Are you a big fan of collectible card games? Man, have I got a game for you. It's called Hearthstone and... oh? Are you confused? Were you thinking I was going to say a different game? Well... I suppose there's Gwent. No? Oh, you want to know about the game I played, Cosmos Invictus. Uh... Sure you don't want to play Hearthstone?
Okay, let me be serious. There's nothing wrong with Cosmos Invictus. It does everything it says on the tin. CCG. Energy rises every turn and used to play cards. Destroy cards or attack the player directly. Drop your opponent to 0 and win. And yes, it even has a few unique features, like customizable play areas that affect your cards depending on where you place them. But, otherwise, it doesn't really stand out.
There's a story in Cosmos Invictus. Just to make a point about how memorable it is, I'm not going to look up the two faction names. I think they're... Unity Alliance... and Frontier... something. One is the more empirical group, one a rebellious faction. Earth and the solar system has almost run out of resources, but they have stumbled on some kind of ancient tech. It's unclear what it does, but apparently it can save Earth. Or be used to slingshot mankind out of our solar system to a new one. But only one or the other, I guess, so the two factions are at odds. And that the last you need to know.
The story is an excuse to split the deck into red cards and blue cards. Pick your side and you're initially limited to those cards, but after winning you can use your opposing deck's cards, too, though at a high energy price. Strategy comes from not only picking your deck, but deciding where on the battlefield to place them. Some places may lower defense, but raise attack. Others may repair a mech by a certain amount every round. Still another will force your opponent to destroy them before they can attack your capital ship.
The story quickly becomes secondary as every battle is just a card battle. There's no voice acting, no cut scenes, and nothing to make the battle your fighting seem special. Still, you are assured that this card game represents saving a mining colony or rescuing a stranded ship. I suppose I could live without all that, but nothing else seems to really catch my attention. Sure, you can attach pilots to ships to augment their abilities or change your formations to gain and advantage, but nothing about it is really game changing.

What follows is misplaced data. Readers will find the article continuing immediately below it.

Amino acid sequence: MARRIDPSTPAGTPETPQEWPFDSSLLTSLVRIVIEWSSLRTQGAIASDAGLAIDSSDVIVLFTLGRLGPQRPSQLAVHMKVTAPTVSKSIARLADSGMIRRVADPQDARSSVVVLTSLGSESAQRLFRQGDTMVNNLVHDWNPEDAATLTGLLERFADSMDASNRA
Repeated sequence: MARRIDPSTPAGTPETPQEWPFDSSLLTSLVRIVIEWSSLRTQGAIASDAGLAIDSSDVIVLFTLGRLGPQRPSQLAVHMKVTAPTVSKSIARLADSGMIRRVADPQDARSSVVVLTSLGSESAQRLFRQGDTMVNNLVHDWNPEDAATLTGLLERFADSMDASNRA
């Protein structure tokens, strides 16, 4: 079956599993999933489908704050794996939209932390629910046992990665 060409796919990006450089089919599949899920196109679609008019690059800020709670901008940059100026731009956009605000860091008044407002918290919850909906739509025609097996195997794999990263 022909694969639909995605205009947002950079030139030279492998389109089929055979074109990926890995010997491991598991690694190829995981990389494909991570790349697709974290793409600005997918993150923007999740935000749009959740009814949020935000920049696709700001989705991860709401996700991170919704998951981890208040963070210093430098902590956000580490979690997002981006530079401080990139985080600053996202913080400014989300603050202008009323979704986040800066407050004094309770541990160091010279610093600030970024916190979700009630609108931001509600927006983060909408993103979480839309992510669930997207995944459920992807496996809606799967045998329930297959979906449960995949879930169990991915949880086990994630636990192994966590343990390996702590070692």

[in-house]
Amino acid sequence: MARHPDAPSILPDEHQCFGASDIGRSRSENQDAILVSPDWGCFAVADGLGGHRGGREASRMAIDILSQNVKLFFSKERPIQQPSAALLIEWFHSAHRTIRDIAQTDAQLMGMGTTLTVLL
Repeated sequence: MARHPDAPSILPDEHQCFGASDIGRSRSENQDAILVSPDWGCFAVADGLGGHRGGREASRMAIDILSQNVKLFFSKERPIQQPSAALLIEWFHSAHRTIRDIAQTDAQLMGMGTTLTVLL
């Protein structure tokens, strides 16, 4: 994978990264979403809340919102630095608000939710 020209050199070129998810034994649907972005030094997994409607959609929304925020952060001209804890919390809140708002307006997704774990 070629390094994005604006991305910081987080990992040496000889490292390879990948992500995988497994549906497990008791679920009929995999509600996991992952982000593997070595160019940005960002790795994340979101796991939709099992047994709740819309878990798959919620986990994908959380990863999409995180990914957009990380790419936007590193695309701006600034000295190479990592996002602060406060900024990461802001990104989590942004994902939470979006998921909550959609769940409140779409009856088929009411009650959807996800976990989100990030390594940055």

And you know, if this was a mobile game, that'd be perfect. Waiting for a burger? Play a battle. Class in ten minutes? Play a battle. But to commit to sitting down at my PC, I feel like I need something beefier to sink my teeth into.
There are decent online elements, but you'll learn quickly that there are certain card/formation combinations that you have to use if you want to win. Why? Well, the balance still needs a little work and if you use a certain type of mech (a lot) and in a certain formation (which I won't share) you'll basically destroy anyone who isn't either ten levels above you or isn't using the same tactic themselves.
Again, there's nothing particularly wrong with Cosmos Invictus, it just doesn't stand out. It feels like a mobile game trying to be on PC, and yes, that means it does in game purchases with the highest one I found being $70. But if you decide to grab it, you can still have a lot of fun with it. I can just think of a lot of other ways to have MORE fun.
Keep your eyes open for my debut novel, The Paladin.